The Battle of the Drafts
Greece's battle with the Eurogroup over its debt and bailout terms is heating up. And both sides have deployed a new and powerful weapon. The draft communique.
It all started with the draft communique presented to the Eurogroup finance ministers meeting by Jeroen Dijsselbloem. This was leaked to the press by the Greek delegation, complete with angry annotations, before the meeting even started. When the Greeks rejected it, therefore, the press already knew both the contents of the communique and the reasons for its rejection. Round 1 to the Greeks.
And Round 2, as well. After the meeting, Yanis Varoufakis held a press conference in which he complained that the draft presented to the meeting was not the draft he had discussed with the European Commission's Pierre Moscovici, which he said he had been "happy to sign". A draft purporting to be the "Moscovici draft" was duly leaked to Channel 4's Paul Mason. Unsurprisingly, it contains none of the commitments to the "current programme" of the earlier leaked draft, except in the context of transition to a "new arrangement".
But the Eurogroup was not going to let the Greek delegation win this battle. Later that night, the "right" version of the "Moscovici draft" was also leaked to the press. This was welcomed by various commentators as being "pro-Greek", because it acknowledged Greece's concerns about social cohesion and the humanitarian crisis. But as I pointed out here, it also locked Greece into the current programme without relief: all it offered was a possible softening of imminent targets, which would have to be made up by harsher austerity later. It was, in reality, a combination of the "Moscovici draft" and the "Dijsselbloem draft".
The release of this third draft was accompanied by lots of complaints about the Greeks' failure to produce a draft of their own. If the measure of success was the number of drafts produced, the Eurogroup was winning three-nil. "Over to you, Greece", ran the headlines. Round 3 to the Eurogroup.
This didn't go unnoticed in the Greek camp. Drafts, pah. They came up with an offer. The trouble was, the press didn't understand the offer. It was in Greek. The FT reported that Greece would seek "an extension of its international bailout". This would be a major climb-down by the Greek government, which has insisted that the bailout program will not be extended (and was elected on this basis). Once again, people were left scratching their heads. Why would they give in now?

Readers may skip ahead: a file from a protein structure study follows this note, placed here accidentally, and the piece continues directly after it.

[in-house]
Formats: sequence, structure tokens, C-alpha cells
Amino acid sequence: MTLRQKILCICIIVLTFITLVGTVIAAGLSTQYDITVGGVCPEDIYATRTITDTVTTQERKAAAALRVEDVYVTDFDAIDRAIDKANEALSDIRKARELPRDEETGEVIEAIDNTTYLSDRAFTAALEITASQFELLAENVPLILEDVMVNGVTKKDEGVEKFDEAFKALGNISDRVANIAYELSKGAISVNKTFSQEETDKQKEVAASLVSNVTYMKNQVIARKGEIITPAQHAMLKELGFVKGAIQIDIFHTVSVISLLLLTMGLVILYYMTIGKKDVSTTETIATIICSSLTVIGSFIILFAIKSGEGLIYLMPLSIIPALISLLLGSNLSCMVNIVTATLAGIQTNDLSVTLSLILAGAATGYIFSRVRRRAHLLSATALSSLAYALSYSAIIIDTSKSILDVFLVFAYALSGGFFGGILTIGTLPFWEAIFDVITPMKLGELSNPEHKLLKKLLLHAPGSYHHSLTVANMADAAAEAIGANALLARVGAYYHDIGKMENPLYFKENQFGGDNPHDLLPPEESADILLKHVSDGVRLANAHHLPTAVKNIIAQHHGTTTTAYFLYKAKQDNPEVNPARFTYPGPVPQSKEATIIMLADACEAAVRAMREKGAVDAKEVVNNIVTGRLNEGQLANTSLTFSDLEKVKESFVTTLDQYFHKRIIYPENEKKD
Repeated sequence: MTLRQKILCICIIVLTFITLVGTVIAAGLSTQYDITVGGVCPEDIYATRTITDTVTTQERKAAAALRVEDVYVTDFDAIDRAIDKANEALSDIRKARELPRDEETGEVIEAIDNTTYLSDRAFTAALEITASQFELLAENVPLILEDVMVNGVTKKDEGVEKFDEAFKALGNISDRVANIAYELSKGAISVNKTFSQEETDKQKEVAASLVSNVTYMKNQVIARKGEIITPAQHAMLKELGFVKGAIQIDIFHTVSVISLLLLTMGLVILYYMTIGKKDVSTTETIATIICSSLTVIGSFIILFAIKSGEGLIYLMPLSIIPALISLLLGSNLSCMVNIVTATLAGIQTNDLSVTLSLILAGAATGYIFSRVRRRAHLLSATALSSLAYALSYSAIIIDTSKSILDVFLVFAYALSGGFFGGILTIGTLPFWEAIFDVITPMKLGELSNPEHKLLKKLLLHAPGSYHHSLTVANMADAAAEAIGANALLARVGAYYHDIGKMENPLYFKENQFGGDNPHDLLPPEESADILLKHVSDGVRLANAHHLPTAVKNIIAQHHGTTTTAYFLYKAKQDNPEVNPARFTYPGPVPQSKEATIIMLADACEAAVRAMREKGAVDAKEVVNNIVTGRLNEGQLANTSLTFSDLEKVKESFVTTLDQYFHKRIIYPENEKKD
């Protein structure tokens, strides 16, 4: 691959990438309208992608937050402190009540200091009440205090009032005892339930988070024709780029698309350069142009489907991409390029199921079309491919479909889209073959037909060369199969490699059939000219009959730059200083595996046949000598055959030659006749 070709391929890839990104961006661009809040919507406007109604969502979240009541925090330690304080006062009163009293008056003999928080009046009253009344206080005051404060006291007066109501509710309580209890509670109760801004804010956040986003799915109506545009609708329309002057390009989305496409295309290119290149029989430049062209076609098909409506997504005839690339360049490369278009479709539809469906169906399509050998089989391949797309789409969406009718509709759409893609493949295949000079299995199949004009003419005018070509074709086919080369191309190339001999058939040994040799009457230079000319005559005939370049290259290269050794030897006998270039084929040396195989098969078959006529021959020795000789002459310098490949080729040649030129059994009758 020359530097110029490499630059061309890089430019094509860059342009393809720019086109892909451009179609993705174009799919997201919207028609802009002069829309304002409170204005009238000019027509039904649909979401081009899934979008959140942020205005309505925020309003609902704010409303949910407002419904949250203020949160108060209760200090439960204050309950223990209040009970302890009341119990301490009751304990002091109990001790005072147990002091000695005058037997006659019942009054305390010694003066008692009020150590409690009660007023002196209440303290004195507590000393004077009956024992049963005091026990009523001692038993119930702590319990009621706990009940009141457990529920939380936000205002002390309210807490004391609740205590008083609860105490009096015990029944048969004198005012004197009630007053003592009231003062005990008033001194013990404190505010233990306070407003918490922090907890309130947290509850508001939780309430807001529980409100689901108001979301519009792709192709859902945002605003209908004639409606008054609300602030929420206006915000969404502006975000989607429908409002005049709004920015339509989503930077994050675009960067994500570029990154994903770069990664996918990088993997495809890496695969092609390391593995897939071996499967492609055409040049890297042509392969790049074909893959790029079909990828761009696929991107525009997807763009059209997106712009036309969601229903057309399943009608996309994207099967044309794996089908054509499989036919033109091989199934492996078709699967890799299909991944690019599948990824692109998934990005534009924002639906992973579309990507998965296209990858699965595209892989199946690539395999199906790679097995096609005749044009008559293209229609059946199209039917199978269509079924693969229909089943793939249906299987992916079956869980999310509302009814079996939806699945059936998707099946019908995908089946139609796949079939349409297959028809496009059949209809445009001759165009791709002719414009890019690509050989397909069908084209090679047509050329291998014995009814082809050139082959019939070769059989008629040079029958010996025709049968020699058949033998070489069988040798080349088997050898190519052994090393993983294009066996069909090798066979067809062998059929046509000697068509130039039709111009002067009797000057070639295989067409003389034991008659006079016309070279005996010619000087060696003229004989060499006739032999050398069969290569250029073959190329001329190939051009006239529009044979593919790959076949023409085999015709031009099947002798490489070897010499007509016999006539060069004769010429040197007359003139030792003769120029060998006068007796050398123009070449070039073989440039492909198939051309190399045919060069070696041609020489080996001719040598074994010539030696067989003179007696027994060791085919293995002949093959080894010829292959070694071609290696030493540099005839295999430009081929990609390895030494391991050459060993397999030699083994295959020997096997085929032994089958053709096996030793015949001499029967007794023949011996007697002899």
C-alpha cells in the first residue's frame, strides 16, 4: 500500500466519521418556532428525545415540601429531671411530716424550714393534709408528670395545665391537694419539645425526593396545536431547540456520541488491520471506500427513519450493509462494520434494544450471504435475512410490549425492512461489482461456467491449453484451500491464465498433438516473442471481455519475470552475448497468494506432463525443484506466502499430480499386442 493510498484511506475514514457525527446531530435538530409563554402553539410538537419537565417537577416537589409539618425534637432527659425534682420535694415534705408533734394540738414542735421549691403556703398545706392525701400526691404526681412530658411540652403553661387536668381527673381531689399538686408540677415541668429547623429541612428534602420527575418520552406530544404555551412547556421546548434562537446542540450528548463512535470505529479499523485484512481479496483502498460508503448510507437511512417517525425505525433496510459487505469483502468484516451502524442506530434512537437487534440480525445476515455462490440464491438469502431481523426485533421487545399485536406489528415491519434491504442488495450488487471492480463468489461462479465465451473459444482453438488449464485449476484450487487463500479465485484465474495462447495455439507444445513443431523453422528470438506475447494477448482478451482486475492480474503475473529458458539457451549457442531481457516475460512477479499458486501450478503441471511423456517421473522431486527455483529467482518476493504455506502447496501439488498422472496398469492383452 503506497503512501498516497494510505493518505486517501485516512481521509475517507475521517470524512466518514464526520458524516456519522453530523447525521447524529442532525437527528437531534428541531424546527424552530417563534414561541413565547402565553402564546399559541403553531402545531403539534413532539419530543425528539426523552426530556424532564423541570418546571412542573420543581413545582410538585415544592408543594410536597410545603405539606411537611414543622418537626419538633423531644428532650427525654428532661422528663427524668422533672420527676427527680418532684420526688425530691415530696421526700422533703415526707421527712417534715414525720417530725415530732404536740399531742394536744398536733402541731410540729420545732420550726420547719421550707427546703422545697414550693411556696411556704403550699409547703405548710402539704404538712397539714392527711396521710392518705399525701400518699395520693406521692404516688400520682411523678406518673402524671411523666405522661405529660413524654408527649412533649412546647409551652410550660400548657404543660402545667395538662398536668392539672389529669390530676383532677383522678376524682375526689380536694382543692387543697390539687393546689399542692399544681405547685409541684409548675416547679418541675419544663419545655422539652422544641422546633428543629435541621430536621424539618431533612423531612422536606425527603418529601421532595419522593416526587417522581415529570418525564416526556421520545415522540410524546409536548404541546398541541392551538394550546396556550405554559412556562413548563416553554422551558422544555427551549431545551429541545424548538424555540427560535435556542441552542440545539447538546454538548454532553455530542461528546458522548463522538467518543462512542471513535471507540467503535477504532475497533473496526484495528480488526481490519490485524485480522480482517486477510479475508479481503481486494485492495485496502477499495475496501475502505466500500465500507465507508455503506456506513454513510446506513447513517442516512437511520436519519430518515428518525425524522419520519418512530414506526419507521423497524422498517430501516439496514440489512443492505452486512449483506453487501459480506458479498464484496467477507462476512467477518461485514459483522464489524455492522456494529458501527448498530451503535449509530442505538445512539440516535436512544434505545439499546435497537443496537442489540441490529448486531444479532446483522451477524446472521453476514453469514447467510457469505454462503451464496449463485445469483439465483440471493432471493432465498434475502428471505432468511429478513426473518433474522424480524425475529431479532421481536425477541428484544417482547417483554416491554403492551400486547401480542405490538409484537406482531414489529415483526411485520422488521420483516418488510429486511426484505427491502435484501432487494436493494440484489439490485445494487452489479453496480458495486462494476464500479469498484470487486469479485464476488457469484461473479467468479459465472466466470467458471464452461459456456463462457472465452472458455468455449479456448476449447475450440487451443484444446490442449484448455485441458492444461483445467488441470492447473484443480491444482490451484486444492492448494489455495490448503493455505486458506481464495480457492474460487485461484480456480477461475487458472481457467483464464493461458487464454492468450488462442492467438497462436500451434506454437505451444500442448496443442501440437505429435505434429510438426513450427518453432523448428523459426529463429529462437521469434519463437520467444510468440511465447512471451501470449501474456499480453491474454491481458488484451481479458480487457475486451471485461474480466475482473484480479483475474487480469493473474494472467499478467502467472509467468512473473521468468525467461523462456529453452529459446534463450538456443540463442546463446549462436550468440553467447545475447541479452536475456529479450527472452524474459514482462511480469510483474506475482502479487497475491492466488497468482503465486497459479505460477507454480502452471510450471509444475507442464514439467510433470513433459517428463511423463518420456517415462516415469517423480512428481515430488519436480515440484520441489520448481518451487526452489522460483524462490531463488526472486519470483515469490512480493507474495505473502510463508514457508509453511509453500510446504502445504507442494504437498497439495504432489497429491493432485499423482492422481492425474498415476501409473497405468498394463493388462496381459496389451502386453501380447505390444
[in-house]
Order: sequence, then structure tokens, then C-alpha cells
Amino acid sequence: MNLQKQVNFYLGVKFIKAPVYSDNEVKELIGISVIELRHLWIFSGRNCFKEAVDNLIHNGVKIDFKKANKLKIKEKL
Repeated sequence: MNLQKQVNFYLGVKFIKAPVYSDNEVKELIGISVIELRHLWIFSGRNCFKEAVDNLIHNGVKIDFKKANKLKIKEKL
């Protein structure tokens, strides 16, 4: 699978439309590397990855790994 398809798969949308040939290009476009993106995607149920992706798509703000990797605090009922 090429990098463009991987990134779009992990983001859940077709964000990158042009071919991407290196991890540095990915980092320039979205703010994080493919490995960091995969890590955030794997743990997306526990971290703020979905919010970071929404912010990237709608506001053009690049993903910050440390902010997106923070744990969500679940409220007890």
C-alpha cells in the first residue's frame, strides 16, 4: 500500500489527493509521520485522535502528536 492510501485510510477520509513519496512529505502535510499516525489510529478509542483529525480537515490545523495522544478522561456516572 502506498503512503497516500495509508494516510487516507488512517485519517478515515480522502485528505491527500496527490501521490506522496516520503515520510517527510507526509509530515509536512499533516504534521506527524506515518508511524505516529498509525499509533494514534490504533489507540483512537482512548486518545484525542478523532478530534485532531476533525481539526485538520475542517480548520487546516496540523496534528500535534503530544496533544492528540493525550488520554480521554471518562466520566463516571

The ever-helpful Yannis Koutsomitis contributed the following Google translation of the Greek offer:
It seems the FT was completely wrong. The Greeks have actually refused to request an extension of the bailout programme. They are intending to request an extension of the loan agreement WITHOUT the bailout programme.
The rejected items are from the "Dijsselbloem draft". Greece has refused to agree to complete the current programme, refrain from unilateral action or cooperate with "European and international partners" (which is code for the Troika, of course) on fiscal policy and structural reforms. That was always its stance: there has been no "climb-down".
Measures for reducing the debt burden and achieving a further credible and sustainable reduction of the Greek debt-to-GDP ratio should be considered in line with the commitment of the Eurogroup in November 2014.But the Greek delegation appears to have taken advantage of the language difference to make a subtle alteration:
Measures to reduce the debt burden and achieve a further sustainable reduction of the Greek debt to GDP ratio should be calculated along with the commitments of the Eurogroup of November 2012.This does rather change the meaning, doesn't it?
And the paper battle continues. The Greek government has now released to the press the presentations and associated "technical documentation" provided to the Eurogroup. Reports from Eurogroup sources that the Greek delegation made no credible offer seem to have been "economical with the truth", to put it mildly. According to Kathimerini (Google translation, original Greek here):
So, to sum up, Athens' offer contains no commitment to completing the current programme, but does include commitments to complete certain structural reforms that form part of the current programme. Subtle, much?
And it is also now clear where the battleground is. Both sides seem to have taken to heart Bulwer-Lytton's famous adage, "Beneath the rule of men entirely great, the pen is mightier than the sword". No longer simply spectators, journalists have become part of the game. I wonder how the world's press will react to being used as a weapon?
UPDATE. Via @WEAYL on twitter, the full set of Eurogroup documentation released to Kathimerini is here. It includes Yanis Varoufakis's presentations to the Eurogroup meetings on 11th and 16th February, with associated technical documentation, plus the Dijsselbloem and second Moscovici draft communiques. Looking at this, it is very hard to argue that the Athens government has not been specific about its plans, or that its plans are unreasonable. Round 4 to Syriza, I think.
The two words dividing Greece and the Eurogroup - Pieria
Europe's Game of Spin - New Left Project
Media Misinformation on Greece Misleads European Leaders - Forbes
Greece's latest loan request still leaves the country no closer to a deal - Business Insider
Eurogroup: battle of the drafts - Asteris (storify)
A very good collection of tweets and links exposing the Eurogroup's bait & switch con on Monday. And a great title. Thanks.